Indonesia and China: The Politics of a Troubled Relationship

By Rizal Sukma | Go to book overview

4

Foreign policy debate

The primacy of national security

It has been argued in the last two chapters that despite some evident changes and differences, the New Order's foreign policy, not unlike that of Guided Democracy, continued to reflect the reality of domestic politics. Changes in domestic political structure and priorities were bound to produce a corresponding effect in foreign policy. The destruction of Indonesia's Communist Party (PKI) paved the way for the Indonesian Armed Forces (ABRI) to revise the political order and to institute a new one in which it played the dominant role. Sukarno's radicalism in domestic and foreign policy was quickly replaced with pragmatism. Revolutionary domestic slogans were replaced by calls to create internal stability and promote economic development.

Correspondingly, radical foreign policy themes, such as 'anti-nekolim' (anti neocolonialism and neo-imperialism) and 'Ganyang Malaysia' (crush Malaysia), were replaced by a foreign policy of seeking foreign aid from the West and deterring security threat from communism. Instead of relying on the credo of the revolution, the New Order government sought to legitimise its rule through the pursuit of the twin objectives of internal stability and economic development. The attainment of these objectives, according to the New Order, required unrelenting vigilance against the communist threat, for which the dominant role of ABRI in national political life was significantly necessary. The suspension of diplomatic ties with China in October 1967 matched such a domestic requirement.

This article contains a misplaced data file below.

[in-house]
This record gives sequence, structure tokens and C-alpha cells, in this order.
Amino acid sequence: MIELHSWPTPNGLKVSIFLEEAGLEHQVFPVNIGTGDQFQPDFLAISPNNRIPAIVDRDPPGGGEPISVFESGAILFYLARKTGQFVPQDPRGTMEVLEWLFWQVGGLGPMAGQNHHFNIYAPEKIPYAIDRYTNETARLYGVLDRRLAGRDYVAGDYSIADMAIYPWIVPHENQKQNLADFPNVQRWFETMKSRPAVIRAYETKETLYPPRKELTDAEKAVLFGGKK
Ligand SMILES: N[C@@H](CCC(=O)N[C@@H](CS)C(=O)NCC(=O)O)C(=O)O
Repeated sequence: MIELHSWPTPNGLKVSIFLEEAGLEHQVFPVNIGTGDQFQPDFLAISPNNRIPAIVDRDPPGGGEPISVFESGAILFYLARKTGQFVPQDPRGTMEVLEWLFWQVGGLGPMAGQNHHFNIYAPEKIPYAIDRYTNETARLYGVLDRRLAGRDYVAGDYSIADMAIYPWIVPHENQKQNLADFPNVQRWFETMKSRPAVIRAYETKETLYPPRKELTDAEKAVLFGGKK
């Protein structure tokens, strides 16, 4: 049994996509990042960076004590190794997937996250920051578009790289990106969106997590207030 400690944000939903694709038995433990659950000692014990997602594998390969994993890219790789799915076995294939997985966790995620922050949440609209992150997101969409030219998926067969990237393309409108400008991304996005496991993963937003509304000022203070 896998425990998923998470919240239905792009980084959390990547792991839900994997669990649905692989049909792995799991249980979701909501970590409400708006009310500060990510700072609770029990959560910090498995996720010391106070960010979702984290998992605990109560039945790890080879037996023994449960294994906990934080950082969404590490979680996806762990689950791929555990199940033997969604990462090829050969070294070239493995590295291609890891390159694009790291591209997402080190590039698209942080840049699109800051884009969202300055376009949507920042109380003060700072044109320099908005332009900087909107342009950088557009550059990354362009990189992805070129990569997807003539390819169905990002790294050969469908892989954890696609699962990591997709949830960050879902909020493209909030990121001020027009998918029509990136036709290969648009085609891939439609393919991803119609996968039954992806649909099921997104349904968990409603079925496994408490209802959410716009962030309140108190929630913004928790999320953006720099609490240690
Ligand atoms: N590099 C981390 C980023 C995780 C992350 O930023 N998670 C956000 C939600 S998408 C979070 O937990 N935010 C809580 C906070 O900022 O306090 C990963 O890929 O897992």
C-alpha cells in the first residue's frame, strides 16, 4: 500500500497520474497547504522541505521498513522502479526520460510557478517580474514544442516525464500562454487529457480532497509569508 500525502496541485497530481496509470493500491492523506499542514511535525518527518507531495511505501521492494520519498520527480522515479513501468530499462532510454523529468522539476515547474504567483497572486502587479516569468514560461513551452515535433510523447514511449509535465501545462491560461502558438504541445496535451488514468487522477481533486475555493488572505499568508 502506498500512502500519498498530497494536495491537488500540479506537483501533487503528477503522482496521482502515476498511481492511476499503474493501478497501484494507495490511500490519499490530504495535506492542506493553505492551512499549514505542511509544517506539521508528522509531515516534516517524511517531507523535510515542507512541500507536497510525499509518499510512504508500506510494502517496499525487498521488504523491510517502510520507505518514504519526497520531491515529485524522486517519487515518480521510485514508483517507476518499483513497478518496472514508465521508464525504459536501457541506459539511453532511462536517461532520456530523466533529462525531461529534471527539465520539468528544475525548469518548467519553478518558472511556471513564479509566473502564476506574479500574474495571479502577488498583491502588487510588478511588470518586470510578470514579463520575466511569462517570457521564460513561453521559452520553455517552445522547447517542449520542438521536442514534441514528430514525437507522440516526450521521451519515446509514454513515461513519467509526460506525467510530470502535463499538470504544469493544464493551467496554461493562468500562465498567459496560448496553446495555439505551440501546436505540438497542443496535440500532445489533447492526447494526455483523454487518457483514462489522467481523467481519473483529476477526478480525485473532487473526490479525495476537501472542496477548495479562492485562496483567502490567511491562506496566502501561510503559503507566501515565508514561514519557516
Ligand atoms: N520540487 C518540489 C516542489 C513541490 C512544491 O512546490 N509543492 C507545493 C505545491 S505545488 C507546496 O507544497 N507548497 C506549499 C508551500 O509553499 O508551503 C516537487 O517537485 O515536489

After the dust of the internal power struggle in Indonesia had been settled, and mutual condemnation and diplomatic hostility between Indonesia and China had subsided, the relationship between the two countries entered a more temperate phase. As early as the end of 1969, some elements in the Indonesian government, especially within Foreign Ministry (DEPLU) circles, began to raise the possibility of restoring diplomatic relations with China. From the outset, DEPLU had been hesitant to break diplomatic relations with China, but it did so due to popular demands and pressures from ABRI. Therefore, when the situation in Indonesia's domestic politics returned to normalcy, it began to advocate an early restoration of diplomatic relations with China. Such an initiative, however, soon brought DEPLU onto a collision course with ABRI and other anti-communist forces resulting in a protracted debate which lasted almost for two decades.

-73-

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Indonesia and China: The Politics of a Troubled Relationship
Table of contents

Table of contents

  • Title Page iii
  • Contents v
  • Foreword vii
  • Preface ix
  • Acknowledgements xi
  • Abbreviations xiii
  • 1 - Introduction 1
  • 2 - Indonesia's Foreign Policy and Indonesia-China Diplomatic Relations (1950-1967) 16
  • 3 - The Suspension of Diplomatic Ties 44
  • 4 - Foreign Policy Debate 73
  • 5 - The Functions of Resistance 104
  • 6 - Towards the Restoration of Relations 135
  • 7 - Indonesia's Normalisation Decision and the Role of President Suharto 166
  • 8 - Conclusion 199
  • Bibliography 210
  • Index 220
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